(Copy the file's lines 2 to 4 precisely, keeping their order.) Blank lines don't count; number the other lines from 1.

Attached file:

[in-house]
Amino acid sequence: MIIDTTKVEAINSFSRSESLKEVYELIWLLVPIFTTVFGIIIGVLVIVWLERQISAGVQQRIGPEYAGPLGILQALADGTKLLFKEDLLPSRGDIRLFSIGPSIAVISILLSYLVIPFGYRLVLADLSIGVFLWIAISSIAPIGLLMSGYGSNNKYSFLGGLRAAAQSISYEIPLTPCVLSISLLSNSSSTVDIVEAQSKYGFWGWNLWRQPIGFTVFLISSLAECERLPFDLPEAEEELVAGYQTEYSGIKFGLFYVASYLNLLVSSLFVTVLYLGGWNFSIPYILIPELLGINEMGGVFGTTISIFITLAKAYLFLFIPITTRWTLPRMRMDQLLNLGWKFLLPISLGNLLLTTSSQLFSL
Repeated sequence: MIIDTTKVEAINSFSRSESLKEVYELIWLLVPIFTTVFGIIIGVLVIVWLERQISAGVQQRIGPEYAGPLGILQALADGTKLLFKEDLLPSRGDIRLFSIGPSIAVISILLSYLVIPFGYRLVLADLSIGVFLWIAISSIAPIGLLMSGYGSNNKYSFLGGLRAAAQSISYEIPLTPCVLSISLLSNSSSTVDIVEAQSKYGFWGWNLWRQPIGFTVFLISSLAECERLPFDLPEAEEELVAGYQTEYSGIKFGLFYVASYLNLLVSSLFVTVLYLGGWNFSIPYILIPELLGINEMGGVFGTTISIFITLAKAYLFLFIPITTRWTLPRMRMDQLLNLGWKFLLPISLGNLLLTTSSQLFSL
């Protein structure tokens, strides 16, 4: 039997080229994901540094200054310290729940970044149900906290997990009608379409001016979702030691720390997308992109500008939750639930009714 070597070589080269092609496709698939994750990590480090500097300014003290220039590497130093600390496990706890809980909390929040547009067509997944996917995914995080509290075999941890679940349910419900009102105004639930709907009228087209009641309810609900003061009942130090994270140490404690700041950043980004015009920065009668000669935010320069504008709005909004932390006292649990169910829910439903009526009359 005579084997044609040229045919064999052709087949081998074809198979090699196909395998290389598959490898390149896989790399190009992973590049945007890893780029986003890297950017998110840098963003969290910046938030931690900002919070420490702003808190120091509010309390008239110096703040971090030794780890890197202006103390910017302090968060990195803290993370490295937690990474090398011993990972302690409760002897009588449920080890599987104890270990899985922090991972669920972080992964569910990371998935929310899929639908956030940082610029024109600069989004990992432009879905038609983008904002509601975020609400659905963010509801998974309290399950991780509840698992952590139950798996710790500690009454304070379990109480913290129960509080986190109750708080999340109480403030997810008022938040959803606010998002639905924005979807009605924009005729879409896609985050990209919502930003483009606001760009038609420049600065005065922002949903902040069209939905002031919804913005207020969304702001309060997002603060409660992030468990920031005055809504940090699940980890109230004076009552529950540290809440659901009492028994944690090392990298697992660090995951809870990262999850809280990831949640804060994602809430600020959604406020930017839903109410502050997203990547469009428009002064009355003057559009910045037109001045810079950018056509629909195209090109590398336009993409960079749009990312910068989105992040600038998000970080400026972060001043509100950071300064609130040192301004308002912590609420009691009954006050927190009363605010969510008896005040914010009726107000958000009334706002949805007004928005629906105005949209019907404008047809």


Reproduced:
Amino acid sequence: MIIDTTKVEAINSFSRSESLKEVYELIWLLVPIFTTVFGIIIGVLVIVWLERQISAGVQQRIGPEYAGPLGILQALADGTKLLFKEDLLPSRGDIRLFSIGPSIAVISILLSYLVIPFGYRLVLADLSIGVFLWIAISSIAPIGLLMSGYGSNNKYSFLGGLRAAAQSISYEIPLTPCVLSISLLSNSSSTVDIVEAQSKYGFWGWNLWRQPIGFTVFLISSLAECERLPFDLPEAEEELVAGYQTEYSGIKFGLFYVASYLNLLVSSLFVTVLYLGGWNFSIPYILIPELLGINEMGGVFGTTISIFITLAKAYLFLFIPITTRWTLPRMRMDQLLNLGWKFLLPISLGNLLLTTSSQLFSL
Repeated sequence: MIIDTTKVEAINSFSRSESLKEVYELIWLLVPIFTTVFGIIIGVLVIVWLERQISAGVQQRIGPEYAGPLGILQALADGTKLLFKEDLLPSRGDIRLFSIGPSIAVISILLSYLVIPFGYRLVLADLSIGVFLWIAISSIAPIGLLMSGYGSNNKYSFLGGLRAAAQSISYEIPLTPCVLSISLLSNSSSTVDIVEAQSKYGFWGWNLWRQPIGFTVFLISSLAECERLPFDLPEAEEELVAGYQTEYSGIKFGLFYVASYLNLLVSSLFVTVLYLGGWNFSIPYILIPELLGINEMGGVFGTTISIFITLAKAYLFLFIPITTRWTLPRMRMDQLLNLGWKFLLPISLGNLLLTTSSQLFSL
């Protein structure tokens, strides 16, 4: 039997080229994901540094200054310290729940970044149900906290997990009608379409001016979702030691720390997308992109500008939750639930009714 070597070589080269092609496709698939994750990590480090500097300014003290220039590497130093600390496990706890809980909390929040547009067509997944996917995914995080509290075999941890679940349910419900009102105004639930709907009228087209009641309810609900003061009942130090994270140490404690700041950043980004015009920065009668000669935010320069504008709005909004932390006292649990169910829910439903009526009359 005579084997044609040229045919064999052709087949081998074809198979090699196909395998290389598959490898390149896989790399190009992973590049945007890893780029986003890297950017998110840098963003969290910046938030931690900002919070420490702003808190120091509010309390008239110096703040971090030794780890890197202006103390910017302090968060990195803290993370490295937690990474090398011993990972302690409760002897009588449920080890599987104890270990899985922090991972669920972080992964569910990371998935929310899929639908956030940082610029024109600069989004990992432009879905038609983008904002509601975020609400659905963010509801998974309290399950991780509840698992952590139950798996710790500690009454304070379990109480913290129960509080986190109750708080999340109480403030997810008022938040959803606010998002639905924005979807009605924009005729879409896609985050990209919502930003483009606001760009038609420049600065005065922002949903902040069209939905002031919804913005207020969304702001309060997002603060409660992030468990920031005055809504940090699940980890109230004076009552529950540290809440659901009492028994944690090392990298697992660090995951809870990262999850809280990831949640804060994602809430600020959604406020930017839903109410502050997203990547469009428009002064009355003057559009910045037109001045810079950018056509629909195209090109590398336009993409960079749009990312910068989105992040600038998000970080400026972060001043509100950071300064609130040192301004308002912590609420009691009954006050927190009363605010969510008896005040914010009726107000958000009334706002949805007004928005629906105005949209019907404008047809």